A group of Republican senators introduced a bill Friday to bar the government from paying any award or settlement to the growing number of health insurers suing for funds owed to them under one of the Affordable Care Act's risk programs.
The bill, titled the “HHS Slush Fund Elimination Act,” would prohibit the administration from using any federal funds to pay insurers who are suing to collect promised payments under the controversial ACA risk-corridor program, which was meant to protect insurers from extreme losses during the early years of the public health insurance exchanges.
“We are going to repeal and replace Obamacare but, in the meantime, the last thing Americans need is for the Obama Administration to sneak in one last bailout on its way out the door," said Sen. Ben Sasse (R-Neb.), who introduced the bill along with Sens. Marco Rubio (R-Fla.), John Barrasso (R-Wyo.) and Mike Lee (R-Utah).
Risk corridors, which sunsets this year and is also part of the Medicare Part D prescription drug program, limits how much insurers can lose or gain on the exchanges. Under the program, profitable plans make payments to the government and plans with higher-than-expected medical claims receive payments. In the past two years, Congress has passed laws that require the program to be budget-neutral, so if the government doesn't bring in enough funds through the program, it can't cover the payments requested by less profitable plans.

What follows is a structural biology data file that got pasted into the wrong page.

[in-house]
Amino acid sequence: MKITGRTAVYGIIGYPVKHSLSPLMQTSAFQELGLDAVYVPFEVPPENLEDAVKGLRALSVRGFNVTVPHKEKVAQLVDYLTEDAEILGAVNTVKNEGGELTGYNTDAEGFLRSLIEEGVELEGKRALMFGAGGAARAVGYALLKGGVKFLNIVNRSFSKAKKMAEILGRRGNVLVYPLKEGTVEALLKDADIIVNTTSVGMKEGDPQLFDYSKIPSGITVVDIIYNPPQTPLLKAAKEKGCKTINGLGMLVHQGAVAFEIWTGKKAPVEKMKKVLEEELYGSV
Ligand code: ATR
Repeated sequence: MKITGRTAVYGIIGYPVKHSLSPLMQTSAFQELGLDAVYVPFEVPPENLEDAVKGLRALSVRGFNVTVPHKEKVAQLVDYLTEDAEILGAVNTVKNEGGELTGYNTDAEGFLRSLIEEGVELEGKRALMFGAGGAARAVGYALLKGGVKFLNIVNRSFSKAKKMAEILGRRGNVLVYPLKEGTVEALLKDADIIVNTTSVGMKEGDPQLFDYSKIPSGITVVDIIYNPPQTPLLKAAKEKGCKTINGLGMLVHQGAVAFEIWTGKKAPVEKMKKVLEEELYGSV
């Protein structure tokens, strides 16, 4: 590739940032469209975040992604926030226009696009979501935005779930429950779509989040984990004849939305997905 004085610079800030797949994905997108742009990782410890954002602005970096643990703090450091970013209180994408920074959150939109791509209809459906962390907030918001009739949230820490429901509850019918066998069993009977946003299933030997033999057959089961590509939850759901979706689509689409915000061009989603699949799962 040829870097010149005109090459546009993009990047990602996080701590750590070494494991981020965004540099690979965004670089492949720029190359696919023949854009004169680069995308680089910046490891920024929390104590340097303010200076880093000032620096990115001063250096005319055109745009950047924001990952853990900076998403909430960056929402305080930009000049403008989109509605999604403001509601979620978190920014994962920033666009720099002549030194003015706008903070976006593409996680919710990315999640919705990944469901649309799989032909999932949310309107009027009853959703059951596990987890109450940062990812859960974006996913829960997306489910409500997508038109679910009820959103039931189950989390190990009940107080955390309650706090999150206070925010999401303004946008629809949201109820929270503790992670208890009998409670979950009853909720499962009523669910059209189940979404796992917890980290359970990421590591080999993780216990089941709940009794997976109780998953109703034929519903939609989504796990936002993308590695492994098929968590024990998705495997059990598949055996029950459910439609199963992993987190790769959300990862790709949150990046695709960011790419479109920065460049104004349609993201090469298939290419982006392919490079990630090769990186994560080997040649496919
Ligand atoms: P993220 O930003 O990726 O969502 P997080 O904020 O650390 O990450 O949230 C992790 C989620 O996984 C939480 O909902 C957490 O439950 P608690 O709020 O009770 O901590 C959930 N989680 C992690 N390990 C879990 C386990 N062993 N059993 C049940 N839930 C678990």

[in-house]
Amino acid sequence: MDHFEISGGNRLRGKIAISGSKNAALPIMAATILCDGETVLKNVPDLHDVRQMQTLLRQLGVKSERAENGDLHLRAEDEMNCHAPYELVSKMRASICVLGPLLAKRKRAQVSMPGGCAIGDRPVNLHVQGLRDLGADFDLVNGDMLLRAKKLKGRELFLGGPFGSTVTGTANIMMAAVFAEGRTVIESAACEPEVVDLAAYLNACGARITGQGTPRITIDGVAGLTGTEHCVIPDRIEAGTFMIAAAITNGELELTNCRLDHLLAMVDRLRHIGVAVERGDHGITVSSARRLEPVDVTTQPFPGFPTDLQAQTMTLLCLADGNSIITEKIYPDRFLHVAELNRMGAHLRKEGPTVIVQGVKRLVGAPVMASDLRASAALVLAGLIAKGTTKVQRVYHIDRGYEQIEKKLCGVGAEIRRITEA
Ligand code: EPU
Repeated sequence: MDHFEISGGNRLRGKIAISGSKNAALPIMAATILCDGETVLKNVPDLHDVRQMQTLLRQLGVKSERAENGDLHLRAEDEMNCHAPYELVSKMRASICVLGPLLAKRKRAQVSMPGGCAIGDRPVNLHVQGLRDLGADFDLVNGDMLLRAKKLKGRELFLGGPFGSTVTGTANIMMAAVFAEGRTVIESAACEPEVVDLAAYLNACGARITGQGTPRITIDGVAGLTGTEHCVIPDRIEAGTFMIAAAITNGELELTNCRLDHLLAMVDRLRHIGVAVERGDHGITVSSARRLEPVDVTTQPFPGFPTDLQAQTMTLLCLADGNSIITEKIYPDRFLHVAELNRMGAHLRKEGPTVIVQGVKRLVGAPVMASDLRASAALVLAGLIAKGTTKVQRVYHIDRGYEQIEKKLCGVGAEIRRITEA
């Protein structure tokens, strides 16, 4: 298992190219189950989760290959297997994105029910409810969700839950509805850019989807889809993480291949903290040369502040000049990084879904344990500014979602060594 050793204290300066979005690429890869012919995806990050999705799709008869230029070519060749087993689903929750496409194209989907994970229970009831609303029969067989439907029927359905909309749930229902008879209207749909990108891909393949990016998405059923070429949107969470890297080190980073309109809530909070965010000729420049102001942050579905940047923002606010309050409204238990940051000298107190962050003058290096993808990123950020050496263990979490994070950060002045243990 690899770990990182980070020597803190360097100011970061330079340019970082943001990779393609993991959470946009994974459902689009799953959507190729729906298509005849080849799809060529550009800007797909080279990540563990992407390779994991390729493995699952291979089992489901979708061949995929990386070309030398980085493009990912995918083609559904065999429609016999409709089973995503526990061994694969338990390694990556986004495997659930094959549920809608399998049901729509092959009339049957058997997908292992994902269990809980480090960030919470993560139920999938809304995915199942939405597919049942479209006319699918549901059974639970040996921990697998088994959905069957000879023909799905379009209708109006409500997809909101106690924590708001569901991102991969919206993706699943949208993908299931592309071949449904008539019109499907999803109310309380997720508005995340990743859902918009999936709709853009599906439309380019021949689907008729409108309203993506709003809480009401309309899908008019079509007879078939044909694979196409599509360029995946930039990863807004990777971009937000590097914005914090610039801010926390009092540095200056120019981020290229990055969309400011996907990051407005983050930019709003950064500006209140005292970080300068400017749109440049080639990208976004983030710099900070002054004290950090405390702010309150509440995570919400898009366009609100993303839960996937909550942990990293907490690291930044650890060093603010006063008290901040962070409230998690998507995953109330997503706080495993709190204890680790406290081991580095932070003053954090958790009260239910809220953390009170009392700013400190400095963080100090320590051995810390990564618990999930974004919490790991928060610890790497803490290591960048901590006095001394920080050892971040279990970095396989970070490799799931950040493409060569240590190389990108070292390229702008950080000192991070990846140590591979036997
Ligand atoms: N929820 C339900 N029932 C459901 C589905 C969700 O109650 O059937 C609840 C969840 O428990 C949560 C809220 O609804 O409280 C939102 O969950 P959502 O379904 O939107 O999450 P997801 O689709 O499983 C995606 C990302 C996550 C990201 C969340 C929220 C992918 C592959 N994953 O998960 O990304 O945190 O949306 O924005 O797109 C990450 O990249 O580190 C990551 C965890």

In September, the CMS said it would not pay insurers the funds requested for 2015 because any collections would go toward paying off the 2014 risk-corridor requests. Insurers are still owed more than $2.5 billion to cover 2014 losses. Highmark and Blue Cross and Blue Shield of North Carolina are among the insurers suing to recover those payments.
In the memo, the CMS said the U.S. Justice Department is “vigorously defending” the risk corridor lawsuits brought by insurers, but said the agency is also willing to discuss resolving those suits. Several Republicans have written to HHS Secretary Sylvia Mathews Burwell demanding information on how the CMS is handling the risk corridor program and the litigation surrounding it.
In October, the DOJ asked the U.S. Court of Federal Claims to dismiss two of the lawsuits. The Obama administration claims the payments aren't due until the end of the three-year program.